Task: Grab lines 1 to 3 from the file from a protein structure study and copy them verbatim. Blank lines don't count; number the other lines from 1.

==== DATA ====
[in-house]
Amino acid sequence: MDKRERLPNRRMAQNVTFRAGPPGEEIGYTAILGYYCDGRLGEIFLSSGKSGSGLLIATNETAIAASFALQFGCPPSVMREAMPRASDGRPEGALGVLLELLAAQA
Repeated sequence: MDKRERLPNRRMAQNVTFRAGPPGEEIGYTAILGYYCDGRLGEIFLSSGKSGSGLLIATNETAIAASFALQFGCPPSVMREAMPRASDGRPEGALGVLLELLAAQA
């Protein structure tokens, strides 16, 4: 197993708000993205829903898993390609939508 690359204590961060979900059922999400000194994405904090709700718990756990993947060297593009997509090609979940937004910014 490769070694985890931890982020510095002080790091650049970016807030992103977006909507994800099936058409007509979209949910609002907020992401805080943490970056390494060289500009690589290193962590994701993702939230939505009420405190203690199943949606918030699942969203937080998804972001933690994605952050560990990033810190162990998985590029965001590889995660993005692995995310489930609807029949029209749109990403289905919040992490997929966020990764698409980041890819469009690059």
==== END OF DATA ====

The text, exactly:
[in-house]
Amino acid sequence: MDKRERLPNRRMAQNVTFRAGPPGEEIGYTAILGYYCDGRLGEIFLSSGKSGSGLLIATNETAIAASFALQFGCPPSVMREAMPRASDGRPEGALGVLLELLAAQA
Repeated sequence: MDKRERLPNRRMAQNVTFRAGPPGEEIGYTAILGYYCDGRLGEIFLSSGKSGSGLLIATNETAIAASFALQFGCPPSVMREAMPRASDGRPEGALGVLLELLAAQA